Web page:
Cheat Sheet: Down the drain

Do you know where your food goes after you’ve dumped it down the drain?

1: The majority of food waste can be pushed down the garbage disposal, but there are some foods that should always avoid the sink. Grease, fats or oils solidify in the drain and should go into the trash. Some vegetables are too stringy and fibrous (i.e. celery, asparagus, etc.) and can get wrapped around the unit. Coffee grinds, although it may seem like they’re easily washing away, can also get stuck in the disposal. Egg shells, pits, seeds and bones … always a no-go.

2: Contrary to popular belief, garbage disposals do not contain spinning blades. Instead, the food is forced against a stationary grinding ring by centrifugal force. The waste is chopped up into tiny particles until it is virtually a liquid. Running water from the sink pushes the food into the wastewater pipe. Food waste that does go down the drain is immediately en route to the wastewater treatment plant.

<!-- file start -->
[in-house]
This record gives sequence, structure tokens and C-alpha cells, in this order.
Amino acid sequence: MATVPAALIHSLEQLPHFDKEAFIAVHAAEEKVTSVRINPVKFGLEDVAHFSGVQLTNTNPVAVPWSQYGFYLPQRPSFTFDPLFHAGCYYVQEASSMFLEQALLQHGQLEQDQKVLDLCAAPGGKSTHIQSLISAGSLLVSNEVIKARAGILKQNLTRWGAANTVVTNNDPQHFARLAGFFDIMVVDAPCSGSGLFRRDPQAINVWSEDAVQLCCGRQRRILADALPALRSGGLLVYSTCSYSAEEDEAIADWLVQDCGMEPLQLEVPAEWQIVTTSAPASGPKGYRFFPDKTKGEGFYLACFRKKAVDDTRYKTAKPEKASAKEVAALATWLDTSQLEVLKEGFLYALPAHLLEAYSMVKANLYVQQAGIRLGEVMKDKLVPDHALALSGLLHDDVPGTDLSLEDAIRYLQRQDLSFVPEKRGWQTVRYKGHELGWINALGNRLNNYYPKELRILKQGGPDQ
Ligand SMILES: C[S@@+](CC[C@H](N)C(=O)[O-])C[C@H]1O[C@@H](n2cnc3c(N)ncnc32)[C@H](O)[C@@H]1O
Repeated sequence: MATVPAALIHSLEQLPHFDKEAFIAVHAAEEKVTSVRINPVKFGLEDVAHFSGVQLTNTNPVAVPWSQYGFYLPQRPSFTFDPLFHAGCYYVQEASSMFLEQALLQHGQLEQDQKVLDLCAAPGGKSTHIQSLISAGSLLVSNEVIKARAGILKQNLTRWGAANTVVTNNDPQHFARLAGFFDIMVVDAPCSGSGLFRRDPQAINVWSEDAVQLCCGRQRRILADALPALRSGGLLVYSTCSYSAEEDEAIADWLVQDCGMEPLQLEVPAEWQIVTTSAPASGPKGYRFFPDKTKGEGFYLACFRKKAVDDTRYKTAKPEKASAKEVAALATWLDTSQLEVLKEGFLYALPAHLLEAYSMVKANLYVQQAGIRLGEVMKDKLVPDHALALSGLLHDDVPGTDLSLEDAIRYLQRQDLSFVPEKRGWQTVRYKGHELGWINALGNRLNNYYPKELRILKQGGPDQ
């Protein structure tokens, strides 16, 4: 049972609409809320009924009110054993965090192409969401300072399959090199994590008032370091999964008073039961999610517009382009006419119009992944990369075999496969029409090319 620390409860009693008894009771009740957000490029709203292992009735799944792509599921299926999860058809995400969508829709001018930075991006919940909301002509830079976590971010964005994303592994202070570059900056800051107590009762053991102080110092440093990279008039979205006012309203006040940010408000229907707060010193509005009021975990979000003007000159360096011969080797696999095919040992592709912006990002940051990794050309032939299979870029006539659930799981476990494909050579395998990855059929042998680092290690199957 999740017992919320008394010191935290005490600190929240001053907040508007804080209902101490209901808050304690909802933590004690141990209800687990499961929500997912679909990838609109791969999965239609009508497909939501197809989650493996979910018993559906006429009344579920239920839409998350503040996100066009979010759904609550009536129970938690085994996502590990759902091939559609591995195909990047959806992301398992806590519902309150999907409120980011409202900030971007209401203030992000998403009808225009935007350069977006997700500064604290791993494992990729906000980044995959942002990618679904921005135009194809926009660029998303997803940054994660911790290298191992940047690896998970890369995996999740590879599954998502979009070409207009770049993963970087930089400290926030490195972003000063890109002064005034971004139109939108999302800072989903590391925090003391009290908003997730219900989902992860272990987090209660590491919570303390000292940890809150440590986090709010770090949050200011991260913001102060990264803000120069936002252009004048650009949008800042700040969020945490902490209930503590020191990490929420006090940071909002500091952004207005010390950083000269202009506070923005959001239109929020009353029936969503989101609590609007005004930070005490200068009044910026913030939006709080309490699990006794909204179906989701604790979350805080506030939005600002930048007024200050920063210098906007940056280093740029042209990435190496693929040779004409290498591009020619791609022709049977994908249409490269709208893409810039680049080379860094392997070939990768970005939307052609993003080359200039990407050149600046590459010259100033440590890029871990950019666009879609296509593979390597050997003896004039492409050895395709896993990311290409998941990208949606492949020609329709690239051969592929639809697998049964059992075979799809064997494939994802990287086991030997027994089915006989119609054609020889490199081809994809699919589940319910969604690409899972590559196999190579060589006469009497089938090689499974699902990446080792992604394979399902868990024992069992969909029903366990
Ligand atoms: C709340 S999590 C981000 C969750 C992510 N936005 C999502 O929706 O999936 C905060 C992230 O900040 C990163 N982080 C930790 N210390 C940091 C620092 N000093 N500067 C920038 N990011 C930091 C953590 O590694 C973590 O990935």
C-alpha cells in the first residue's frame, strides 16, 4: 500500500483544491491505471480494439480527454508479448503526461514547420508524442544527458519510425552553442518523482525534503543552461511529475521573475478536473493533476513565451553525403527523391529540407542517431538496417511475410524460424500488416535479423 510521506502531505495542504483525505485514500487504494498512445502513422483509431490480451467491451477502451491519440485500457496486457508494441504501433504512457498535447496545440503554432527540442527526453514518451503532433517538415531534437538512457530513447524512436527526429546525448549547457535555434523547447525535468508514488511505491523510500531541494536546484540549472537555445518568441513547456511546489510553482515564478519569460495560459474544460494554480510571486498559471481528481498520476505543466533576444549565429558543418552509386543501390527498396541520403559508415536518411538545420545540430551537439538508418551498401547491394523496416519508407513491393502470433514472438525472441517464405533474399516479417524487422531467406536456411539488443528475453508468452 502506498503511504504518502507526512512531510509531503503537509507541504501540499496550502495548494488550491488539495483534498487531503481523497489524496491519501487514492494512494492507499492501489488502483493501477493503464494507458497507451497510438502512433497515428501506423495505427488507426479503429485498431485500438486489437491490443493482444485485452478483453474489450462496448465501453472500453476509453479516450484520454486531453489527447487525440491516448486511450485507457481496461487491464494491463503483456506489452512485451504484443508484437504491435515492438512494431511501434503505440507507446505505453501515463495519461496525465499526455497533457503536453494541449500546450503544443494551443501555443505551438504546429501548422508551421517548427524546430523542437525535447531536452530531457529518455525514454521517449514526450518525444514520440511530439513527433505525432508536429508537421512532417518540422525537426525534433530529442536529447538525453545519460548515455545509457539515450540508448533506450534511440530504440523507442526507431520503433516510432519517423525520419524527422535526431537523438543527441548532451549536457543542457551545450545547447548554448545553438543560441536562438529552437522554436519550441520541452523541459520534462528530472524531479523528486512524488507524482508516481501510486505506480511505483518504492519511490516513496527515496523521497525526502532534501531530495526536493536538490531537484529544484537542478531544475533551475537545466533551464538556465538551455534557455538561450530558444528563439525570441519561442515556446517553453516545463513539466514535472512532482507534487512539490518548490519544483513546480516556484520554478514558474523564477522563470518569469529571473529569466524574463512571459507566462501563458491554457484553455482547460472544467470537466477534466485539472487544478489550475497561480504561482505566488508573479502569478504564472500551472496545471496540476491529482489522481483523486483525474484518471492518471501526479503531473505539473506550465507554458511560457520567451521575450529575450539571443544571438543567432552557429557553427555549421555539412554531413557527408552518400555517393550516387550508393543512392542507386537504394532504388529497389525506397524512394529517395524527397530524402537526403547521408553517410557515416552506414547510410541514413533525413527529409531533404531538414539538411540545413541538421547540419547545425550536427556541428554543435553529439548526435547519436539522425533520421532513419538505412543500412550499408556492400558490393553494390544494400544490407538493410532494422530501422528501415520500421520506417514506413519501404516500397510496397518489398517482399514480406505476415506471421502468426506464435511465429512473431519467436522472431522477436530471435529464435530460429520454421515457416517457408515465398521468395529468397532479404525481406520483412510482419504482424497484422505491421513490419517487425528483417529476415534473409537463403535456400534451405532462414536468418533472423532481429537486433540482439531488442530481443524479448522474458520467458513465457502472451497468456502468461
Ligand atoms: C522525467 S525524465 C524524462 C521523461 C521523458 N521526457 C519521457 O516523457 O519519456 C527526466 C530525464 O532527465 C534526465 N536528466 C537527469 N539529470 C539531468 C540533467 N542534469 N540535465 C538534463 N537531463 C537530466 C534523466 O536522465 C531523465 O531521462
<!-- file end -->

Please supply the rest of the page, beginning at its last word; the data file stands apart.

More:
3: Wastewater treatment plants receive and treat all kinds of waste products. The first step in the process, or primary treatment, is to screen out any suspended solids and grit from the raw sewage. Floating substances (i.e. grease, soap, oils) are also removed during this time.

4: Secondary treatment involves carefully manipulating dynamics of the environment (i.e. food supply, dissolved oxygen) so that they are suitable in habiting healthy microorganism populations, which feed on the organic waste. Microorganisms, heavy particles and other solids from the waste settle out as sludge. The sludge moves on to be treated so that it is safe for the environment. It is more often being recycled and used as fertilizer. Biogas is also released and can be stored and used for energy to power the facility.

5: The final steps in the treatment process, or tertiary treatment, include nutrient removal and disinfection of the water so that it is more than 99% free of impurities. The clean water is pumped into local waterways.